Yes, people of the internet, whether you like it or not, the Wii U is a next generation console. In both literal terms ( it came after the PS3/360/Wii generation) and in terms of it being a significant increase in power over the previous generation.  To get all technical on you, the Wii U has double the RAM of the 360, a more modern GPU and pools of separate ram called EDRAM – something that current gen consoles like the PS3 lack completely. This more modern architecture and significant increase in memory, means that  Nintendo’s latest console, without a doubt, outpowers the PS3 and 360 – despite what some early lack luster ports may suggest.

 While the Wii U is  still significantly weaker than either the PS4 or Xbox One on paper,  the recent Windwaker HD and Super Mario 3D World show that the increase in RAM, combined with a great artstyle can keep Wii U titles  looking only a few steps behind Sony and Microsoft’s new powerhouses – if developers put the effort in.


As developers get to grips with the PS4 and Xbox One hardware, the gap in visual fidelity between them and the Wii U is likely to increase. Yet, even so, you can bet that games like the stunning looking online RPG –  X – and the Nintendo funded Bayonetta 2 will look amazing in their own right – even if they cannot quite match the brute graphical force of Nintendo’s rivals. Still not convinced? Watch a Mario Kart 8 trailer – last gen my bum.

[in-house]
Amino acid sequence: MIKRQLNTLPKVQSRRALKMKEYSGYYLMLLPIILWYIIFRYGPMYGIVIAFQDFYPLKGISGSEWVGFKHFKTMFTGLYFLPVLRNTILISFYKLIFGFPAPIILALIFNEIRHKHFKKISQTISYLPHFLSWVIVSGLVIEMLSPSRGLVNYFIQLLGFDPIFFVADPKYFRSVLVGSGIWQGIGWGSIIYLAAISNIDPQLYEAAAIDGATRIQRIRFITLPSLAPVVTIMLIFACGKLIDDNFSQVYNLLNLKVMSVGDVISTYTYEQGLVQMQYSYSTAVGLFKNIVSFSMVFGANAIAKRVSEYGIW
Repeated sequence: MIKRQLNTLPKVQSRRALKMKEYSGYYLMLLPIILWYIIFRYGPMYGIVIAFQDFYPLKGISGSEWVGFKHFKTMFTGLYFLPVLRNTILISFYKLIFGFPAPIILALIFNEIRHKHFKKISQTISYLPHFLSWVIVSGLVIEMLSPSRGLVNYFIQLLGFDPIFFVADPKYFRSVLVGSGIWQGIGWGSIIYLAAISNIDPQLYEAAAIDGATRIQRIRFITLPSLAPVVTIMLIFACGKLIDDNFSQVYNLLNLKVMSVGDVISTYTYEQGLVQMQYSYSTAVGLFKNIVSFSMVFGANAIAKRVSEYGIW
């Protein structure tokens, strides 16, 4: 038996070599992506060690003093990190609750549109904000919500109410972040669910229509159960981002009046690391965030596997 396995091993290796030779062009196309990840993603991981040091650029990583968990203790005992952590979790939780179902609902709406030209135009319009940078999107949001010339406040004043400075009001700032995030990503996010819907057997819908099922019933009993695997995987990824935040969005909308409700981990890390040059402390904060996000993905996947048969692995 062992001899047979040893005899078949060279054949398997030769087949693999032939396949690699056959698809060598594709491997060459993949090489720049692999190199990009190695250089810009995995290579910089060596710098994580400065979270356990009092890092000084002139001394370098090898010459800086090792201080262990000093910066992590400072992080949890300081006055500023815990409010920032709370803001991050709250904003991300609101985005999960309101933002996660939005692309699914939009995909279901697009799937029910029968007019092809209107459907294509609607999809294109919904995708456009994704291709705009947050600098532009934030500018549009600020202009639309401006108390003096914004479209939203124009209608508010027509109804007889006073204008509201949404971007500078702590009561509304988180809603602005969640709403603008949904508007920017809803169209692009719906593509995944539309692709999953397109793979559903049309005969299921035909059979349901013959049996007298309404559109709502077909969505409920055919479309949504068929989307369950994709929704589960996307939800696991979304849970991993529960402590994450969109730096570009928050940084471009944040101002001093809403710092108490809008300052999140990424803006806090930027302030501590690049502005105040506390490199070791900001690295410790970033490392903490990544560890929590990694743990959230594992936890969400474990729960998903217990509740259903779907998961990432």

From its decent launch to the abysmal post 2012 Christmas sale figures, it’s safe to say that Nintendo’s next gen console hasn’t exactly got off to a great start – and much of that can be attributed to how little value it was perceived to offer gamers. A high price point and a lack of software was the cause of this, making the system seem wholly unattractive to all but the rabid Nintendo faithful. Since launch, however, Nintendo have wisely decided to compliment the console’s recent arrival of compelling games with a much needed price cut.

 While officially this means the console retails at £249.99, many retailers are offering the system for £200 or under – meaning that it’s at least a hundred pounds cheaper than its competitors.